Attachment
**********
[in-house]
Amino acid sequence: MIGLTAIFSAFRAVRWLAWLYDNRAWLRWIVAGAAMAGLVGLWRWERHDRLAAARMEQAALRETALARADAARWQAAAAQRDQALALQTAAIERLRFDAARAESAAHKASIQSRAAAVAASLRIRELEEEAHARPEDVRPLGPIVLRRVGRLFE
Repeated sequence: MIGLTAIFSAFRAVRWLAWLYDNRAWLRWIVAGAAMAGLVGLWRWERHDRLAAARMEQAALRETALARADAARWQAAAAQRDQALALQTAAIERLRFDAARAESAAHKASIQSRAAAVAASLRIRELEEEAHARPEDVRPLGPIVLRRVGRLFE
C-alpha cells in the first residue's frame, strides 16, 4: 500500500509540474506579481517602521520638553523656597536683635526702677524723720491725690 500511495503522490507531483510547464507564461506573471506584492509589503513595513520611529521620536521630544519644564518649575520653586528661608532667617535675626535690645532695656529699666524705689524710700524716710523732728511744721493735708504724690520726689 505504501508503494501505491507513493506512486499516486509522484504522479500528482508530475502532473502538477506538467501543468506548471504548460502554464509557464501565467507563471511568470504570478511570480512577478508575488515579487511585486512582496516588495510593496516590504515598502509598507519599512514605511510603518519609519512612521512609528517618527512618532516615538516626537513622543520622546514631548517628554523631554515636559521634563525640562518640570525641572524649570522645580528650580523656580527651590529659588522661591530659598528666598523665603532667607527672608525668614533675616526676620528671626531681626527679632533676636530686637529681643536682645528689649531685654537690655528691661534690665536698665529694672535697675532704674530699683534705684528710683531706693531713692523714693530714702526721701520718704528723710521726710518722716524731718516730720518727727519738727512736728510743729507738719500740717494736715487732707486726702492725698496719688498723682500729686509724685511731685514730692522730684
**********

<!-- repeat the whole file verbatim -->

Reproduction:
[in-house]
Amino acid sequence: MIGLTAIFSAFRAVRWLAWLYDNRAWLRWIVAGAAMAGLVGLWRWERHDRLAAARMEQAALRETALARADAARWQAAAAQRDQALALQTAAIERLRFDAARAESAAHKASIQSRAAAVAASLRIRELEEEAHARPEDVRPLGPIVLRRVGRLFE
Repeated sequence: MIGLTAIFSAFRAVRWLAWLYDNRAWLRWIVAGAAMAGLVGLWRWERHDRLAAARMEQAALRETALARADAARWQAAAAQRDQALALQTAAIERLRFDAARAESAAHKASIQSRAAAVAASLRIRELEEEAHARPEDVRPLGPIVLRRVGRLFE
C-alpha cells in the first residue's frame, strides 16, 4: 500500500509540474506579481517602521520638553523656597536683635526702677524723720491725690 500511495503522490507531483510547464507564461506573471506584492509589503513595513520611529521620536521630544519644564518649575520653586528661608532667617535675626535690645532695656529699666524705689524710700524716710523732728511744721493735708504724690520726689 505504501508503494501505491507513493506512486499516486509522484504522479500528482508530475502532473502538477506538467501543468506548471504548460502554464509557464501565467507563471511568470504570478511570480512577478508575488515579487511585486512582496516588495510593496516590504515598502509598507519599512514605511510603518519609519512612521512609528517618527512618532516615538516626537513622543520622546514631548517628554523631554515636559521634563525640562518640570525641572524649570522645580528650580523656580527651590529659588522661591530659598528666598523665603532667607527672608525668614533675616526676620528671626531681626527679632533676636530686637529681643536682645528689649531685654537690655528691661534690665536698665529694672535697675532704674530699683534705684528710683531706693531713692523714693530714702526721701520718704528723710521726710518722716524731718516730720518727727519738727512736728510743729507738719500740717494736715487732707486726702492725698496719688498723682500729686509724685511731685514730692522730684